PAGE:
How The Middle Class Are Getting Their Revenge On The Poor and The Rich

I am in the midst of moving out of my current home. It’s a shared house with 8 roommates, 2 bathrooms and no working oven! I want to move into a more reasonable 1-2 bed flat/house that I will only be sharing it with my partner. Now, we have all experienced the renting struggle before. It is like play the lottery, trying to find the right size home, in a good area, for the right price. You might get one winning number on your ticket, but you can rarely get them all right.


I don’t think my home wish list is unreasonable, it needs to be within 10-15 minutes (by bike) from my work, for less than a £1000/$1,250 a month in a decent area. My standards aren’t too high, right now I live in a mold infested student house, so pretty much anything is a step up. I’ve come across several homes or apartments that I like, and are in my price range. So, I’ll get excited until I google search the estate agency.


An estate agency in the UK is similar to a real estate agent in the USA. They manage the houses for the owners, deal with contracts, references, collecting rent, and fixing any broken things within the property. However, a UK estate agent and a USA real estate agent differ in one major way. In America, when it comes to renting, you need to be able to afford to pay 1 month’s rent + 1 month’s rent as a deposit up front. That amount by itself can be a lot of money, especially if you live paycheck to paycheck the way I tend to.  I liked a maisonette (it is basically an apartment but there are only two floors) that cost £470/$500 per month. If I was in America, I would have to pay the £470/$500 as a deposit and an additional £470/$500 at the same time to cover the first month’s rent. That is £940/$990. More than one of my monthly paychecks. That cost alone is high, but that is the amount I would pay if I were renting in the USA. In the UK, estate agents operate differently.


In the UK, estate agency’s are robbing renters and landlords blind. They are getting away with charging extra fee’s to the renter as well as charging the landlord a percentage of their rent income and various fees for managing the property. It is insane (and immoral if you ask me). The same maisonette I mentioned before, it could cost me £940/$990 in the USA. After I viewed the property, the UK estate agent gave me a break down of all the money I would have to pay.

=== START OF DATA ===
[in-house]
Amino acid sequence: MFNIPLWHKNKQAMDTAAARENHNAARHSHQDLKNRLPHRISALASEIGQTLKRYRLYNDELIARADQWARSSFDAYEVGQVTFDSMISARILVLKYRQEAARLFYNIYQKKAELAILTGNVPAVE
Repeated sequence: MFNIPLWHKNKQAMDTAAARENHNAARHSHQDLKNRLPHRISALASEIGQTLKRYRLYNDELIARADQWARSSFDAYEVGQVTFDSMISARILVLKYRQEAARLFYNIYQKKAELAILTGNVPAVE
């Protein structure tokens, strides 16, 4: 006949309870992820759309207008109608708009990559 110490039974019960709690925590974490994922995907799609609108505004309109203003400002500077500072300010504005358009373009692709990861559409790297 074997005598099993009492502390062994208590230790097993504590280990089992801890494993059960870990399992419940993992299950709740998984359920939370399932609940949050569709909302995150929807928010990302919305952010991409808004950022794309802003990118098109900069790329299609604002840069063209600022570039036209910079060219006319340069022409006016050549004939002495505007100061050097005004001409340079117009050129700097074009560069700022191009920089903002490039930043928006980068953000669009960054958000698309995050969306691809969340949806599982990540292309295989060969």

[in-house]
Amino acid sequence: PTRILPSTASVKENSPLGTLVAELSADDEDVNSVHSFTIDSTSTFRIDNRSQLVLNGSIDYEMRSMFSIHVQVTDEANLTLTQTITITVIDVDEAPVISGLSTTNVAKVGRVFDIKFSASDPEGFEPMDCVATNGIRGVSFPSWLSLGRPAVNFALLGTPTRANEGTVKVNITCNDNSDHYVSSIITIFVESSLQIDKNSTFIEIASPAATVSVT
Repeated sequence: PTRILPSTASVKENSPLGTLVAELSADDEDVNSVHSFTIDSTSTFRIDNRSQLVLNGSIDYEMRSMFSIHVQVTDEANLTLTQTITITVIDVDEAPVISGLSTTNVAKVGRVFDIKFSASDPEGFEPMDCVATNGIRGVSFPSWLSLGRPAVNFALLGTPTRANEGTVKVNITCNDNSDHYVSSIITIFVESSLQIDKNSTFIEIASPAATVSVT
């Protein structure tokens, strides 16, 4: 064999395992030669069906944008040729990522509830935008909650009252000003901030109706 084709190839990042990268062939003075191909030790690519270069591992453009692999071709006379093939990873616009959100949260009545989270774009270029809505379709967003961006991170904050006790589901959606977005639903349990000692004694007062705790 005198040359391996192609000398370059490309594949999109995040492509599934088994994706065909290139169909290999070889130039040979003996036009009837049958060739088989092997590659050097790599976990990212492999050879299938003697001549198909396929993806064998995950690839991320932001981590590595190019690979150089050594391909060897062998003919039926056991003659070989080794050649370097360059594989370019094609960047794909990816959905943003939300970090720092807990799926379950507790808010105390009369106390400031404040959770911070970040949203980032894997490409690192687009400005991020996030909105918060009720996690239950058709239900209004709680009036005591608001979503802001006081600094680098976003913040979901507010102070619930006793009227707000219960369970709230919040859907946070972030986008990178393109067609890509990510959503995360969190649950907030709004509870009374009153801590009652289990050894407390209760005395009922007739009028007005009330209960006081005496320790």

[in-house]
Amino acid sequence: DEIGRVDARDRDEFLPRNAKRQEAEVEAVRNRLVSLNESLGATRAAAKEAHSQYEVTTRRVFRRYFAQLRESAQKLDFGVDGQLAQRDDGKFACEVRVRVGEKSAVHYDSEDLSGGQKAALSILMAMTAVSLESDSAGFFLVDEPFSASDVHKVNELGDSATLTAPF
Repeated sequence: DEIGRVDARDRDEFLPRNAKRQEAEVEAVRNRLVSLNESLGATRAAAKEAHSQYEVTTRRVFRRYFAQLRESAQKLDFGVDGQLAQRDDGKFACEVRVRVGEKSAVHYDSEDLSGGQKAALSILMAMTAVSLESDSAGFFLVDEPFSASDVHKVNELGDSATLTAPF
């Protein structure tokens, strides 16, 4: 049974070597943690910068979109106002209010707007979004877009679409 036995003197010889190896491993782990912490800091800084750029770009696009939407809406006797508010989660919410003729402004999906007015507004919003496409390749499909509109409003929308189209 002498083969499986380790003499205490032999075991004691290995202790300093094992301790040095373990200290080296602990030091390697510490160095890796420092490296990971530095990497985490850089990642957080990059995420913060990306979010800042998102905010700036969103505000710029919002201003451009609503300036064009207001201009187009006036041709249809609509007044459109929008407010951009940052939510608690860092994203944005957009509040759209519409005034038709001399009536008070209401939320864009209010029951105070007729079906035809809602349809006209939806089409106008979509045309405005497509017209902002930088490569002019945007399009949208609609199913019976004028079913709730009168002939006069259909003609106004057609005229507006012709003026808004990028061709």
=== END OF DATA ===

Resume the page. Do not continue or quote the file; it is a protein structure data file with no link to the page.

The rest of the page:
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£470 first month rent+ £470 deposit + £250 reservation fee (that would contribute towards my deposit if I was actually approved to live there) + £350referencing fee for myself and my partner+ £100 contract fee (just to sign a piece of paper)= £1300 to move into a poorly cared for maisonette.
 Most of that money would be going not to the owner of the property, but the estate agent! The cherry on top of all these fee’s is that, to be allowed to move out of the property, I would have to pay the estate agent an additional £120 (even if I left the place clean and with no damage)!
In theory, I can afford these fee’s using a substantial amount of my partners savings and one entire month’s paycheck. But, why should I? These agencies are literally stealing money from people who probably cannot afford it. There is a reason that so many people are on a waiting list to council housing (it is like section 8 but more widely available). Who can afford to pay £1300 just to move into a place? That specific maisonette was not furnished, and had no refrigerator or washer. To live there anyone would probably have to add an additional £500 in furniture and moving expenses. Very few people can pay that amount up front. (It is crucial that I point out that the £470 per month maisonette is one of the cheapest options I have seen on the market) Most people barely save anything month to month, so how could they ever afford to save enough to move.
Where does that leave people? Either they must take a loan out just to move into a new property (that will cost them in interest later on), borrow money from family (embarrassing), apply to live in a council house (that is paid for by the state but has a long waiting list), suffer in an inadequate home, literally become homeless, or risk it with a private landlord.
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 Private renting is common in the USA. My parents rent out two of our properties, both privately. Their renters have never been concerned about being cheated by their landlord, in the USA the landlord is more concerned about being cheated by the tenant. In the UK however, private renting is much rarer and therefore riskier. I’m open to the idea because I am American and because I can’t in good conscious pay the fees to estate agents who do nothing but paperwork. But it comes with the chance of having my deposit stolen, or getting a contract that is less secure for me.
Overall, the renting situation in the UK is horrific. Sadly, because there is a housing shortage, most people will never be able to escape the renting cycle because they can’t afford a home, or there are none available to purchase. Therefore, estate agents get away with basically stealing from people, they understand that a majority of the population have no choice but to find a way to pay their incredible fees. And a majority of landlords don’t have the skills to personally manage their properties, so they have to pay the estate agent as well.


I usually think that the way the UK system is designed is better than America (for example healthcare and unemployment support). However, the way that renting is operated in the UK is immoral and evil. It allows the middle-class estate agents to feed off the lower class/poor renters and the upper-class landlords. This is one exception to my belief that Britain operates better. When it comes to the housing market and renting, the USA beats UK completely.

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